Ignorant Bliss

Ignorant Bliss

Just as there is a disagreement about origin of the phrase, there are differing explanations of the meaning “see no evil, hear no evil, speak no evil”.


When I was a lad of 13, I saw a poster of the three monkeys and asked my mom what it meant. My mother was a 4-foot 11-inch 98 pound old school Norwegian Lutheran and tough as nails.


Wanting to protect me from the evils of the 1950’s “Rock N Roll” culture of Elvis Presley, Chuck Berry, and Fats Domino; my mother said that “see no evil” meant don’t look at girly magazines. “Hear no evil” meant listen only to the music of the 40’s. “Speak no evil” meant don’t talk like your father. But that was 66 years ago!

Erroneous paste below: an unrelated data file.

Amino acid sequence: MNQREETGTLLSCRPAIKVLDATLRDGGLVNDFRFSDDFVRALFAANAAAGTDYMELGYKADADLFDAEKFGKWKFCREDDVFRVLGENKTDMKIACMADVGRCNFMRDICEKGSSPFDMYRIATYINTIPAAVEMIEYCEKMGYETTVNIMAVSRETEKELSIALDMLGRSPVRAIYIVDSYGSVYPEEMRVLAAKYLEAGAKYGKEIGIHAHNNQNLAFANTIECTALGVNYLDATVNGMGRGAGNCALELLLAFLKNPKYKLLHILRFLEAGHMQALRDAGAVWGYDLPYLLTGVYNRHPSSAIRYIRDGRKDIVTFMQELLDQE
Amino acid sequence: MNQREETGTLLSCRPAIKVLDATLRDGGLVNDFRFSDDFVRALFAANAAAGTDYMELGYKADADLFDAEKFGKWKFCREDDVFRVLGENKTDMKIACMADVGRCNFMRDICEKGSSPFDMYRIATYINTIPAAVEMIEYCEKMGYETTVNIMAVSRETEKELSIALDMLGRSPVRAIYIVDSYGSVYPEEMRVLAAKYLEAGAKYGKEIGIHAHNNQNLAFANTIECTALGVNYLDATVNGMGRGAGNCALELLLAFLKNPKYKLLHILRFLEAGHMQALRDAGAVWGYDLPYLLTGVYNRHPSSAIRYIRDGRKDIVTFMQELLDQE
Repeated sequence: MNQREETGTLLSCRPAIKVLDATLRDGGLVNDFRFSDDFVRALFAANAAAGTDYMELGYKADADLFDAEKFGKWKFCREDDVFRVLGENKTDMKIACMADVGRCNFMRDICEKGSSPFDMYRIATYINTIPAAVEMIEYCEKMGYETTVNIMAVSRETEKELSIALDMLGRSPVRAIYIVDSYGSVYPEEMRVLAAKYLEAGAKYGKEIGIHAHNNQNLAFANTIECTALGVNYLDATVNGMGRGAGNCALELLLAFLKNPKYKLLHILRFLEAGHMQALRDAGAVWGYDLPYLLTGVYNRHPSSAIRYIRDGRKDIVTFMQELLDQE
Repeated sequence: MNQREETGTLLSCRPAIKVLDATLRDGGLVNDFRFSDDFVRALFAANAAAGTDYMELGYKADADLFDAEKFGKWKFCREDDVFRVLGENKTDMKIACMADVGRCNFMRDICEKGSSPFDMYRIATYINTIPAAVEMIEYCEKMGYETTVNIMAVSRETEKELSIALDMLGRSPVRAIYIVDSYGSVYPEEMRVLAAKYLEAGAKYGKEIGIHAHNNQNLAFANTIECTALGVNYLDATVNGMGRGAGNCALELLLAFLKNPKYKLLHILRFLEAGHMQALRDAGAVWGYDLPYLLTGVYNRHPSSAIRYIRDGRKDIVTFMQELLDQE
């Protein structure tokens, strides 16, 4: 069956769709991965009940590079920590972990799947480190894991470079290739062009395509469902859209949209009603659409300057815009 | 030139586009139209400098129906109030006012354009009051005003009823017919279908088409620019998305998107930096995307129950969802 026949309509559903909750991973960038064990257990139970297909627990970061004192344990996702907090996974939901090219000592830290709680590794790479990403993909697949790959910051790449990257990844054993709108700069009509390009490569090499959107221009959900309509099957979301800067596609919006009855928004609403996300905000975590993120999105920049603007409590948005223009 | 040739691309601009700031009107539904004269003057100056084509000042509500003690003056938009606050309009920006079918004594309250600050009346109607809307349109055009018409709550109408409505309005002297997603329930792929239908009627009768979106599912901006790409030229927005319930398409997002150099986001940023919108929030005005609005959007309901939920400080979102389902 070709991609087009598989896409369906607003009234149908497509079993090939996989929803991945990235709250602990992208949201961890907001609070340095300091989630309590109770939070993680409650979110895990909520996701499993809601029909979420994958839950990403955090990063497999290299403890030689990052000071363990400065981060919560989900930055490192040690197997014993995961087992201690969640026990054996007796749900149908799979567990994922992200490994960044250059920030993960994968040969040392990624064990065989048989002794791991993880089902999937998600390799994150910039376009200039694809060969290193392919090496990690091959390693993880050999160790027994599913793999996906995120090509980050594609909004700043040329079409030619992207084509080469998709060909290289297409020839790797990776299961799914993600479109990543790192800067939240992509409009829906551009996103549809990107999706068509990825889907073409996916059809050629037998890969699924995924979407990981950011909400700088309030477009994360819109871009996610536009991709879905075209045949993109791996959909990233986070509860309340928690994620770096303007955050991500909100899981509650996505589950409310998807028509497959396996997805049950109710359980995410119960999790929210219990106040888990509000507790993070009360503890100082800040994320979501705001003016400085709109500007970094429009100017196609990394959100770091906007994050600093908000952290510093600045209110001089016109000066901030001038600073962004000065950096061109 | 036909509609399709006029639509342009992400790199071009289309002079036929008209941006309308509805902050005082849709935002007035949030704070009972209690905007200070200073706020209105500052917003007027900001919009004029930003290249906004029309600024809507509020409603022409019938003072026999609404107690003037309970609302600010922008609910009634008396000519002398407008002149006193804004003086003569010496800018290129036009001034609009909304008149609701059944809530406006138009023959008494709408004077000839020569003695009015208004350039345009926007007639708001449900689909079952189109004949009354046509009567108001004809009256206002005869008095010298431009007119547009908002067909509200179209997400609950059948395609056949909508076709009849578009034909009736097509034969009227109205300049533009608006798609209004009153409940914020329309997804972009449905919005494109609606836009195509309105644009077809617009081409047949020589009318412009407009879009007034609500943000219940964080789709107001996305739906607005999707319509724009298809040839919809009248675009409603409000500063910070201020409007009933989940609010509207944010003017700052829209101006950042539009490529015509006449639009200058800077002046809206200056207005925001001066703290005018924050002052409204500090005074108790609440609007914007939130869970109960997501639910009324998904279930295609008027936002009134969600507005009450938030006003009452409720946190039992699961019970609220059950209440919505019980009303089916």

According to Wikipedia, in the Buddhist tradition, the tenets of the proverb are about not dwelling on evil thoughts. In the Western world, both the proverb and the image are often used to refer to a lack of moral responsibility on the part of people who refuse to acknowledge impropriety, looking the other way, or feigning ignorance.


This last definition best describes the attitude of so many who want to ignore our neighbors without homes and our neighbors with insufficient income. Jesus said the poor will always be with you. He certainly nailed that one. Closing our eyes to the problem won’t solve anything.



Pastor Alan

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